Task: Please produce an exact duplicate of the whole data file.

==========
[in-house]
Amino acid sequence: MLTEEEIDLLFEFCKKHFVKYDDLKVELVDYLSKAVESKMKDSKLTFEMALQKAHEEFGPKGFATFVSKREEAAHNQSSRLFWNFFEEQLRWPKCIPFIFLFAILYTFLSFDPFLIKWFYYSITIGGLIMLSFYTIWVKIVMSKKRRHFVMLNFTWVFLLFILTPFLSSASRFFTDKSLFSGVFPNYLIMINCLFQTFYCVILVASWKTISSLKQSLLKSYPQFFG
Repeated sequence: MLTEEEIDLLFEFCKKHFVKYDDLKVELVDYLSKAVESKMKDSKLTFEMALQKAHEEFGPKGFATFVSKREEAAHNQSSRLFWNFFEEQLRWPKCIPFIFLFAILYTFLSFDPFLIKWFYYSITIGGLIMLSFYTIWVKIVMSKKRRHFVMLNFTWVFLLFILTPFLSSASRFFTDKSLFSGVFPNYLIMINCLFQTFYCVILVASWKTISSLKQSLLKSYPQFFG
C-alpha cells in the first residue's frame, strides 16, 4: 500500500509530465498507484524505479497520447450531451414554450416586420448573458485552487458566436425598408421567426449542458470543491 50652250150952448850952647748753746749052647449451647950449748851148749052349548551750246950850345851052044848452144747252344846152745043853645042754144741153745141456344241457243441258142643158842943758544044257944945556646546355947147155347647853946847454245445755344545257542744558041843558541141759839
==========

[in-house]
Amino acid sequence: MLTEEEIDLLFEFCKKHFVKYDDLKVELVDYLSKAVESKMKDSKLTFEMALQKAHEEFGPKGFATFVSKREEAAHNQSSRLFWNFFEEQLRWPKCIPFIFLFAILYTFLSFDPFLIKWFYYSITIGGLIMLSFYTIWVKIVMSKKRRHFVMLNFTWVFLLFILTPFLSSASRFFTDKSLFSGVFPNYLIMINCLFQTFYCVILVASWKTISSLKQSLLKSYPQFFG
Repeated sequence: MLTEEEIDLLFEFCKKHFVKYDDLKVELVDYLSKAVESKMKDSKLTFEMALQKAHEEFGPKGFATFVSKREEAAHNQSSRLFWNFFEEQLRWPKCIPFIFLFAILYTFLSFDPFLIKWFYYSITIGGLIMLSFYTIWVKIVMSKKRRHFVMLNFTWVFLLFILTPFLSSASRFFTDKSLFSGVFPNYLIMINCLFQTFYCVILVASWKTISSLKQSLLKSYPQFFG
C-alpha cells in the first residue's frame, strides 16, 4: 500500500509530465498507484524505479497520447450531451414554450416586420448573458485552487458566436425598408421567426449542458470543491 50652250150952448850952647748753746749052647449451647950449748851148749052349548551750246950850345851052044848452144747252344846152745043853645042754144741153745141456344241457243441258142643158842943758544044257944945556646546355947147155347647853946847454245445755344545257542744558041843558541141759839